Lizzie Deeble’s blog describes how her son Sebastian, who lives with Duchenne muscular dystrophy, has reacted to coming out of shielding.
Saturday 1 August marked the “pause” of shielding for many families across the country. Families who had been isolated since March, who have watched from the sidelines as the rest of the country gradually edges back to some sort of normality.
We are one of those families and Saturday brought with it an unexpectedly wide range of emotion.
Relief that it is officially (for now) relaxed a little, pride that we have survived relatively intact, fear of going out of our safe bubble, of taking the risks that we used to take without thinking along with the ones we have been shielding from. I thought, right at the start, that I would race out of shielding, desperate for human contact and whatever sense of normalcy I could find. But life is rarely that simple.
As always, the person who best illustrates all of this with his response is Sebastian himself. We began to go on little bike rides with Sebastian on his adapted trike and Toby on his balance bike a few weeks ago.
I was taken aback when Sebastian came to a complete halt and yelled “Mummy, there’s a PERSON. They might have the germs” at an unsuspecting neighbour who was sweeping her driveway. His anxiety was obvious, born not just from a fear of “the germs” but from an unfamiliarity with coming across another person aside from his immediate family. A few months ago, he probably wouldn’t have even noticed that anyone else was there, or we would have all waved and smiled. It would have been so natural and instinctive. Now, although I try not to verbalise it quite as loudly, I also flinch when I see another human and question how to deal with the prospect of proximity. The thought of entering a supermarket or sitting down to enjoy a meal in a restaurant still feels completely alien.
As we venture out, begin to be part of the world outside our home again, it is navigating these seemingly simple interactions which feel so daunting. I am reminded of being in Central London as a non-Londoner, attempting to work out the complex tube map which looks like a series of meaningless lines, clumsily fumbling to find the right means to get through the gates. Now it feels as though everyone around me knows exactly what they’re doing, moving quickly and confidently with assurance and familiarity in contrast to my bewildered state. My confidence in a “new normal” is low, as is my fluency in interacting in it.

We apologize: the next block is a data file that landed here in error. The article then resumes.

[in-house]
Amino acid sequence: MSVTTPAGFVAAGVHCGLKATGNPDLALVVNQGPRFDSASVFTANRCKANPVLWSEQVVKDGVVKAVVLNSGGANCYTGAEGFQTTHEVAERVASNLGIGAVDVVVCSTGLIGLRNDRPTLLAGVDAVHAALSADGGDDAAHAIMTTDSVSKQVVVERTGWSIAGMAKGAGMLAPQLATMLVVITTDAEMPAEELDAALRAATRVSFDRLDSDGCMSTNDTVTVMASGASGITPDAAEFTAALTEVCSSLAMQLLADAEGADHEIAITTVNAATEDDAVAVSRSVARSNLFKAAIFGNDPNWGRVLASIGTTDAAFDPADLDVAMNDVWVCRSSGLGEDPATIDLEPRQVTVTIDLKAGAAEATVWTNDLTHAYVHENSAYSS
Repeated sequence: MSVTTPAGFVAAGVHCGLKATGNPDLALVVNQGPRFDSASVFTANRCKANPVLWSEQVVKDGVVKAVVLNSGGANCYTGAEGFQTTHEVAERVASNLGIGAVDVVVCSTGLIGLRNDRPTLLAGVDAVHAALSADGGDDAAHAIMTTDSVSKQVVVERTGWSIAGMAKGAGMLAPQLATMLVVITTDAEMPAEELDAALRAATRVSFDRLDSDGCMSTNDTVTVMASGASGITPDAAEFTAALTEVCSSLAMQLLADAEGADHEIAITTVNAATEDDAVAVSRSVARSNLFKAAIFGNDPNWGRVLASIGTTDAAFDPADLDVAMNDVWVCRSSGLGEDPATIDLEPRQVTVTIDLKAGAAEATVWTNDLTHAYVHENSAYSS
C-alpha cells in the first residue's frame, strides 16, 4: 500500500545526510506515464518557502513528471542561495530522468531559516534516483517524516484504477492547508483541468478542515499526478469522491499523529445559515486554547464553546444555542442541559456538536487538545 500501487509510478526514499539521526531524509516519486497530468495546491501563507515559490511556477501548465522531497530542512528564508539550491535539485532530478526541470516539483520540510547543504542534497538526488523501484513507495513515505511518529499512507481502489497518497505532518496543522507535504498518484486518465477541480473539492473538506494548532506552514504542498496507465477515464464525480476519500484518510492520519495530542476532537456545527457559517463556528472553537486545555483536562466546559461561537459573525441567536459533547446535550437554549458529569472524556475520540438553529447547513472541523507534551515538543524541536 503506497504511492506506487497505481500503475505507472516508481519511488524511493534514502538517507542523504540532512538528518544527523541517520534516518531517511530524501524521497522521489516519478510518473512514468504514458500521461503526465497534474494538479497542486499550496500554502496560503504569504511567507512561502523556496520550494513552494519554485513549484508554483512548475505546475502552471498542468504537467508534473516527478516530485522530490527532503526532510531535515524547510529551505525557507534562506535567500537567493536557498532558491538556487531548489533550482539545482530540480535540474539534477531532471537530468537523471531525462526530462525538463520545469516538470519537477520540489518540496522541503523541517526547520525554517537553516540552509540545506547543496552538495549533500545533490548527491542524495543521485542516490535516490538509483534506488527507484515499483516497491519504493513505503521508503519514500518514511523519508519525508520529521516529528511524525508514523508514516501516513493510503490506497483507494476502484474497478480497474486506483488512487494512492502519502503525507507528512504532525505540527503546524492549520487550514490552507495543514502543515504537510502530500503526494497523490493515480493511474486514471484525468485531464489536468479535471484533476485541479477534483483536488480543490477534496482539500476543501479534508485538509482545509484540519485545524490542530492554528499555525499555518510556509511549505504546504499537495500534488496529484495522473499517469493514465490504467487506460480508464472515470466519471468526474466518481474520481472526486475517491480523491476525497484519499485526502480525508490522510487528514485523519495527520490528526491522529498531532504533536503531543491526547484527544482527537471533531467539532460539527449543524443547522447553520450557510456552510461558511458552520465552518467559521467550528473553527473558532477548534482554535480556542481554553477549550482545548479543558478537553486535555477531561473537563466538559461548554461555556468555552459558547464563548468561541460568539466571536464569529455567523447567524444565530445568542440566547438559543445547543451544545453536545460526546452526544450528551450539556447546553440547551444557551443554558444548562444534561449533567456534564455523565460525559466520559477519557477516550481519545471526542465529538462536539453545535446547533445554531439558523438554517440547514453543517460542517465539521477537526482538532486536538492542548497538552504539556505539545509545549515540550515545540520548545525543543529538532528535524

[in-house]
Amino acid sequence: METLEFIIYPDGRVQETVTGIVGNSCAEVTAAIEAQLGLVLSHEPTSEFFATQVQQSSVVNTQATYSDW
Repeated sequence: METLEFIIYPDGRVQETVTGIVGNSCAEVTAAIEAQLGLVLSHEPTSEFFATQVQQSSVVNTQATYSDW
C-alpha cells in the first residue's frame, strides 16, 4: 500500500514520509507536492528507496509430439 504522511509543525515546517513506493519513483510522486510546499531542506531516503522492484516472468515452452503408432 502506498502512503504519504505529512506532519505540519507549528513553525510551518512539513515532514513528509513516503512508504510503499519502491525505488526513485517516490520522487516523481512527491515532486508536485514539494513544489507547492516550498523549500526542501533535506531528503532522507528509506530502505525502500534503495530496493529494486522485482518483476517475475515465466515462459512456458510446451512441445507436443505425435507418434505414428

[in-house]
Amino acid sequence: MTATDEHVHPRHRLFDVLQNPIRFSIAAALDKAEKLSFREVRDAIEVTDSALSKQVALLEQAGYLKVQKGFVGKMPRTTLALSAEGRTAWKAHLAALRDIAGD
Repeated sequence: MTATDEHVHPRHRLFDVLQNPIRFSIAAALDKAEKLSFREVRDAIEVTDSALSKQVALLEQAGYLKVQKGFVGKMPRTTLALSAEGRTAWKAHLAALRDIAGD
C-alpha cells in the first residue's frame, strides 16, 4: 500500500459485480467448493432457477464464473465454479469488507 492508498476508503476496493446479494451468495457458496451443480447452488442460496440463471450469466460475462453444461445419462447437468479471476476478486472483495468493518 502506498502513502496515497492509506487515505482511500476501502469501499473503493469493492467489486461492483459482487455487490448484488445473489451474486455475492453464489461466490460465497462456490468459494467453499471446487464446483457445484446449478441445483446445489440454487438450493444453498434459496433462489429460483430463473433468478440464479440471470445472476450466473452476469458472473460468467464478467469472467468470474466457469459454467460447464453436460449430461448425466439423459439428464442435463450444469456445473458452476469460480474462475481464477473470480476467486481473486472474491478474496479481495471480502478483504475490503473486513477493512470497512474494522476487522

We are slowly heading out of lockdown a long time after most people took those first tentative steps. Many have tried and tested and found their comfort zone, the place they are happy with in terms of the balance of risk. We are only beginning this process, while everyone around is us way ahead. We are slowly feeling our way after so long in our tiny bubble.
But our risk is heavier and therefore our balance is weighted differently.
Our family NEEDS to come out into the world again. We need our bubble to get bigger. As safe and secure as it has felt, our world has become too small, too limited. But in order to do this, we need everyone else to be aware of us. I realise how self involved that sounds, but we need to know that we can be safe.
While shielding has been going on, everyone else has had the reassurance to that those most vulnerable have not been part of life outside of their own houses. We have not needed to be considered because whatever risks everyone else has been taking have not included us. The impact on the behaviour of the general public has been minimal. But now we need to be a part of moving forwards, our needs have to be incorporated, our risks included.
So be aware that those vulnerable people who have been out of our communities since March are trying to re-enter them. Please wear your mask. Please keep your distance. Please remember those who are most vulnerable to COVID-19 are part of world too and that they are taking steps to come back.
We all have a responsibility to help each other navigate this, to keep each other safe, to respect the different weights of the risks we carry.